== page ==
The drug substance or active pharmaceutical ingredients account for up to 75% of the cost of the vaccine or medicine. For example, if a unit of vaccine or medicine costs R100, and 65% of the cost of the medicine is attributable to the drug substance or active pharmaceutical ingredient, then R65 of every unit procured by the Department of Health goes out of the country.

If elements of the packaging material are also imported, the overall value of the imported component increases further. It is reported that Biovac (the local manufacturer) has partnered with Pfizer Laboratories since 2015 to produce the PVC13. Presently, Pfizer Laboratories holds the certificate of registration for the vaccine.

In the General Regulations to the Medicines and Related Substances Act, 1965 (Act 101 of 1965), the “holder of a certificate of registration” means a person in whose name a registration certificate has been granted and who is responsible for all aspects of the medicine, including quality and safety and compliance with conditions of registration. Thus Biovac, the local manufacturer, does not hold the registration certificate for this vaccine.

Despite investments that have been made in Biovac over two decades by the government of South Africa, various multinational organisations such as Pfizer Laboratories, and the Bill and Melinda Gates Foundation, the expected industrialisation and technology advancement has not translated to South Africa being able to produce a wholly locally manufactured vaccine where the holder of a certificate of registration is the local manufacturer, e.g. Biovac.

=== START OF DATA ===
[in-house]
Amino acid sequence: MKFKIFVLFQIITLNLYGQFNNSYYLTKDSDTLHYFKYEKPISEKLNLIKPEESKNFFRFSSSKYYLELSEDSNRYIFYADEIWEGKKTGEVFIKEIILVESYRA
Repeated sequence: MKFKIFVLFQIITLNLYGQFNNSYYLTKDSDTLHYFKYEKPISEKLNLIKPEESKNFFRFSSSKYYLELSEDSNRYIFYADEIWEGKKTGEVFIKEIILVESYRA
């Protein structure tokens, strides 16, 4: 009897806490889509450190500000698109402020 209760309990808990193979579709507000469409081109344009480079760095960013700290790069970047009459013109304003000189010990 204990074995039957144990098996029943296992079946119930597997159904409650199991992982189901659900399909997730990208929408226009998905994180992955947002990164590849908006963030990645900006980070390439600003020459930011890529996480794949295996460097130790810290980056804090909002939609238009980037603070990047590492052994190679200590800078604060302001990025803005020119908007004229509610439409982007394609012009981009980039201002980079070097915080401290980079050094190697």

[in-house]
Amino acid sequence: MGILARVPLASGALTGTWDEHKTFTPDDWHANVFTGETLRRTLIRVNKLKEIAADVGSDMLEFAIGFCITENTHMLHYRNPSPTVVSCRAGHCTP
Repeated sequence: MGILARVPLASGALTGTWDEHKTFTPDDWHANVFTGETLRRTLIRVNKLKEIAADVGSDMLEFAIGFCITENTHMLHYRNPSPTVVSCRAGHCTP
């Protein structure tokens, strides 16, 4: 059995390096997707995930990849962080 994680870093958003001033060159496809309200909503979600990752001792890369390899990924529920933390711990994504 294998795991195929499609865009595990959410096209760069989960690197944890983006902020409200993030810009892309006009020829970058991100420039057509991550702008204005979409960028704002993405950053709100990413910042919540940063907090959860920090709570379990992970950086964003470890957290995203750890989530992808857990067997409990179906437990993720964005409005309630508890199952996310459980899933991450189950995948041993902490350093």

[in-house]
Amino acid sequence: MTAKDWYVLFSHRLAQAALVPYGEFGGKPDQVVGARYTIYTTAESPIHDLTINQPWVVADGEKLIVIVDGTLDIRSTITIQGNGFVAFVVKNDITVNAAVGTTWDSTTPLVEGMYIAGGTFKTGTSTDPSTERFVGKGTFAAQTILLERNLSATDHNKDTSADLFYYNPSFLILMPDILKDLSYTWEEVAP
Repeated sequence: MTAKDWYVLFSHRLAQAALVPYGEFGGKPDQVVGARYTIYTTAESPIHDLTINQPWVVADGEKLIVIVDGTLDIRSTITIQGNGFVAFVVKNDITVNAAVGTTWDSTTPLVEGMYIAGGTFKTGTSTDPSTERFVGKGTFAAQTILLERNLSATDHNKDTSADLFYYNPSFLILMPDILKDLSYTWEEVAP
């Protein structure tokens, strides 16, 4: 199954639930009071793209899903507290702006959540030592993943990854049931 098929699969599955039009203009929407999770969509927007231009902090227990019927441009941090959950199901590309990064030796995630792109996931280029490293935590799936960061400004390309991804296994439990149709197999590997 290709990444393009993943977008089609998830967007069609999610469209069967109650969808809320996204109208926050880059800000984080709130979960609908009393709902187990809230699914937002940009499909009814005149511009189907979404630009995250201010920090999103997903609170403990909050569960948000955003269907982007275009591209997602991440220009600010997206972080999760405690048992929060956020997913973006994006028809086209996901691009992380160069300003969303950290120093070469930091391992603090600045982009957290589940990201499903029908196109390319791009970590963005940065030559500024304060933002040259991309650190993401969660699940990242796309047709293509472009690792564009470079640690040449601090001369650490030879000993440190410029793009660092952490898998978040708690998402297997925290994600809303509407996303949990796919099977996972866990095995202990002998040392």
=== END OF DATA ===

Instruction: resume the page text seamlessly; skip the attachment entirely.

The Department of Health’s policy is to support local manufacturers as far as possible, provided this support offers value for money (and is affordable) and does not negatively impact the security of supply.

Furthermore, there is an expectation that the department should pay a price premium for locally produced vaccines and medicines. The intention is that the value add of paying a premium should offset the additional cost.

However, the department does not have an unlimited budget for vaccines and medicines, so the question arises: Who should be funding the additional cost? It is recommended that financial mechanisms be sought to counterbalance the lack of price competitiveness of locally produced vaccines and medicines.

Biovac also reported that they were not given an opportunity to review their bid price. The department’s standard practice is to negotiate prices with all local manufacturers who submit responsive bids without any material deviation from the requirements and the terms and conditions of the proposed contract.

However, for PCV13, Biovac did not comply with the Special Requirements and Conditions of Contract, and therefore did not proceed to the bid evaluation phase where price negotiations would have been possible. The department will not deviate from government’s procurement rules.

Numerous international vaccine and medicine manufacturers are a part of South Africa’s local industrial landscape. Despite the fact that these businesses may not be perceived as local, their presence plays an important role in offering employment opportunities and fostering skills development. Their investments and operations in South Africa reflect a commitment to the growth and development of the local sector, with demonstrable advantages for the economy and labour force.

The participation of multinational manufacturers in the local manufacturing process should not be undervalued despite the fact that the term “local manufacturing” is often associated with domestic companies. Their participation contributes to the larger goal of fostering a vibrant, competitive and sustainable manufacturing ecosystem in South Africa.

Giving priority to locally produced products should be carefully considered in the context of budget constraints.